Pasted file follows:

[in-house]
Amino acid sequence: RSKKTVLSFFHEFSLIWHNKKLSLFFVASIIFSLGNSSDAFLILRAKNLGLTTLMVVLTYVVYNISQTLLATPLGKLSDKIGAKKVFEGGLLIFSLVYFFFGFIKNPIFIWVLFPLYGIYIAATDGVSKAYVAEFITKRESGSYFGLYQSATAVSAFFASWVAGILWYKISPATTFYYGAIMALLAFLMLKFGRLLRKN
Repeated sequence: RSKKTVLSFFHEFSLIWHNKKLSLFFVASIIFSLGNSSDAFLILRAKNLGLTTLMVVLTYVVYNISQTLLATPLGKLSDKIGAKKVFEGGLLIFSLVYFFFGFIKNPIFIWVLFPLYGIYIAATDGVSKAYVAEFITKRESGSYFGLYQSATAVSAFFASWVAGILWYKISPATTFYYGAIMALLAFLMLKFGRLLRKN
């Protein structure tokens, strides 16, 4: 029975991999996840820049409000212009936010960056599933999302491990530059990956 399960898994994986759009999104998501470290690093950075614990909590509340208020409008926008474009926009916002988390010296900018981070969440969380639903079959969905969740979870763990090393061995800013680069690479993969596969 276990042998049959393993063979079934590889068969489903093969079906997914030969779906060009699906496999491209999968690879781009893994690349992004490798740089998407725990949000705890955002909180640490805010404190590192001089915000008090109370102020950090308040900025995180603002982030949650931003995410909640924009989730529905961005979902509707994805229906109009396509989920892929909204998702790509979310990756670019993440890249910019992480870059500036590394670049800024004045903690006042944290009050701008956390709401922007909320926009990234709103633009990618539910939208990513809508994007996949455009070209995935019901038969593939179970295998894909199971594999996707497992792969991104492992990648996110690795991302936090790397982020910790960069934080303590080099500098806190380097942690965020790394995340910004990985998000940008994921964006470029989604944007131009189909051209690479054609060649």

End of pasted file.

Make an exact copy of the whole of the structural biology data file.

[in-house]
Amino acid sequence: RSKKTVLSFFHEFSLIWHNKKLSLFFVASIIFSLGNSSDAFLILRAKNLGLTTLMVVLTYVVYNISQTLLATPLGKLSDKIGAKKVFEGGLLIFSLVYFFFGFIKNPIFIWVLFPLYGIYIAATDGVSKAYVAEFITKRESGSYFGLYQSATAVSAFFASWVAGILWYKISPATTFYYGAIMALLAFLMLKFGRLLRKN
Repeated sequence: RSKKTVLSFFHEFSLIWHNKKLSLFFVASIIFSLGNSSDAFLILRAKNLGLTTLMVVLTYVVYNISQTLLATPLGKLSDKIGAKKVFEGGLLIFSLVYFFFGFIKNPIFIWVLFPLYGIYIAATDGVSKAYVAEFITKRESGSYFGLYQSATAVSAFFASWVAGILWYKISPATTFYYGAIMALLAFLMLKFGRLLRKN
């Protein structure tokens, strides 16, 4: 029975991999996840820049409000212009936010960056599933999302491990530059990956 399960898994994986759009999104998501470290690093950075614990909590509340208020409008926008474009926009916002988390010296900018981070969440969380639903079959969905969740979870763990090393061995800013680069690479993969596969 276990042998049959393993063979079934590889068969489903093969079906997914030969779906060009699906496999491209999968690879781009893994690349992004490798740089998407725990949000705890955002909180640490805010404190590192001089915000008090109370102020950090308040900025995180603002982030949650931003995410909640924009989730529905961005979902509707994805229906109009396509989920892929909204998702790509979310990756670019993440890249910019992480870059500036590394670049800024004045903690006042944290009050701008956390709401922007909320926009990234709103633009990618539910939208990513809508994007996949455009070209995935019901038969593939179970295998894909199971594999996707497992792969991104492992990648996110690795991302936090790397982020910790960069934080303590080099500098806190380097942690965020790394995340910004990985998000940008994921964006470029989604944007131009189909051209690479054609060649």